Gender Roles in Economics

Married women tend to remain and work within their husband's residence ward, gardens, and riverbank. Women, as noted earlier, are responsible for daily subsistence. They fish by canoe with traps and nets, tend gardens, catch prawns, and cook all meals. Because women are associated with the warmth of houses, they also care for the small hearths that smoulder underneath dwellings.

Men, too, work in gardens, but this labor, like other male tasks—felling trees, hewing canoes, building houses, clearing gardens—is intermittent. (I have heard some women complain that men, for all the work they do, are like children!) Men's work is often collaborative, involving different descent groups. Women mainly work individually. When they labor collectively, women generally perform parallel tasks within their natal or husband's group.

Men and women work together, albeit in well-defined roles, when gardening and producing sago. The latter activity is a cultural symbol of gender complementarity. Men chop the pith, which women knead and process through an apparatus of troughs and filters. Women fry or boil the sago—as men say, only women can properly cook it.

Women, reported Mead (1949, pp. 180-181), work more willingly than men, who labor begrudgingly. Economic independence is highly valued in women, especially by men (Hauser-Schaublin, 1977, p. 148).

Traditionally, both men and women participated in prestige exchanges. Women pleated baskets and sleeping mats, cultivated tobacco and tubers, harvested fish, raised pigs, and fed visitors. Husbands exchanged female products for shell valuables and prestige, which also enhanced the status of their wives. However, men do consult with female kin before transactions.

Today, men and women derive intermittent cash income from the sale of tobacco, betel nut, fruit, fish, chicken, pig, crocodile skins, and cocoa. Villages contain small trade stores. They are largely, but not exclusively, owned and managed by men. Many Iatmul men and women migrate to towns and cities for employment as teachers, soldiers, lawyers, mine workers, civil servants, hotel staff, policemen, store clerks, and so forth. They may periodically return and send remittances. My sense is that more men are employed in these capacities than women (in Tambunum, one third more adult women than men reside in the village). But this may reflect more on a capitalist division of labor than Iatmul culture.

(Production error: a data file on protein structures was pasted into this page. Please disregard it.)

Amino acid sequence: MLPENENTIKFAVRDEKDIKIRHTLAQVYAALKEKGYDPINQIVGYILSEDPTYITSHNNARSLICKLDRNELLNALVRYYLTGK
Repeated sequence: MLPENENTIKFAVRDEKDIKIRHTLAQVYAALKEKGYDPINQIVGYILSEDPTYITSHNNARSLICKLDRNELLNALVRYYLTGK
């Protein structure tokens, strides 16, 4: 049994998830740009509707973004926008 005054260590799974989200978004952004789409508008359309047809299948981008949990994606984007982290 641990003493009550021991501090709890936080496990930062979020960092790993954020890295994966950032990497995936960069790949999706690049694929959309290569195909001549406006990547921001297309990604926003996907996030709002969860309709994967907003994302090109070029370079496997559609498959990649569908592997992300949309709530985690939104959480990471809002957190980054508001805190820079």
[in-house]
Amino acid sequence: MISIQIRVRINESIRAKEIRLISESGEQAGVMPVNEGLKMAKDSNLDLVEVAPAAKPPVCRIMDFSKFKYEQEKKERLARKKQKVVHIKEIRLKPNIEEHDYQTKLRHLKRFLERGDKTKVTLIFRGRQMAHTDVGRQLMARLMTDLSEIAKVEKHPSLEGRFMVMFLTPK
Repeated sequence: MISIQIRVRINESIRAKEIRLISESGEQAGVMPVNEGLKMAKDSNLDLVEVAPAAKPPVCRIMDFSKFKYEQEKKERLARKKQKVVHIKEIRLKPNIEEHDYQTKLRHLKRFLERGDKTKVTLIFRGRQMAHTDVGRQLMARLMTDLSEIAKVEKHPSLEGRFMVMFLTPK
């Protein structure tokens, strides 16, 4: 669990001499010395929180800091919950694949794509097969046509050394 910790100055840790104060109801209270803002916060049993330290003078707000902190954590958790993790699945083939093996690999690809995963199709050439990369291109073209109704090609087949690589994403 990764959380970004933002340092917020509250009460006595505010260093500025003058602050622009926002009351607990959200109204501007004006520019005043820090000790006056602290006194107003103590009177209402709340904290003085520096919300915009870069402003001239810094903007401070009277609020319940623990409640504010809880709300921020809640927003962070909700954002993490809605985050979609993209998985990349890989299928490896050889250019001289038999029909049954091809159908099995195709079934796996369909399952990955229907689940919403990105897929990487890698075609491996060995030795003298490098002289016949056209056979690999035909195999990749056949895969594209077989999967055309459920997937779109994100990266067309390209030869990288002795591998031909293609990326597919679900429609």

Traditionally, neither men nor women labored outside the village environs. Today, Iatmul who relocate for jobs are commonly accompanied by spouses and children. Employed women still remain responsible for female-coded domestic tasks such as cooking (Stanek & Weiss, 1998, pp. 320-321). Because women produce most food in the village, Stanek and Weiss continue, unemployed women who live in town find themselves in a new position of total economic dependence on their husbands.

Tourism is the primary source of income today in the village. Men carve wooden objects such as masks, tables, animals, and ornamented stools, while women create netbags, baskets, and small rattan animals (Silverman, 2000). Often, wives and female kin decorate a man's woodcarvings.2 Proceeds are dispersed to those who contributed materials and labor, regardless of gender. In the town of Wewak, women rent stalls at outdoor markets to peddle baskets and occasionally woodcarvings. (Travel by truck on the dirt roads to Wewak lasts anywhere from 4 to 15 hours.) Women, too, sometimes with men, vend objects outside a Wewak hotel. A tourist guesthouse in one Iatmul village (Tambunum) employs men and women as security staff, grass cutters, maintenance staff, housecleaners, and cooks. Tourists, too, occasionally pay men as canoe drivers and guides.

Both men and women within the patriline inherit property, which is often gender specific: houses, canoes, outboard motors, fishing nets, cooking implements, storage jars, kerosene lanterns, and sometimes a little cash. Men, not women, tend to inherit totemic names, magic, and ritual prerogatives. A widow remains in her husband's house and continues to have full access to his gardens, property, and so forth. I am unaware of either major disputes between men and women over the inheritance of material property or any eviction after a spouse's death.

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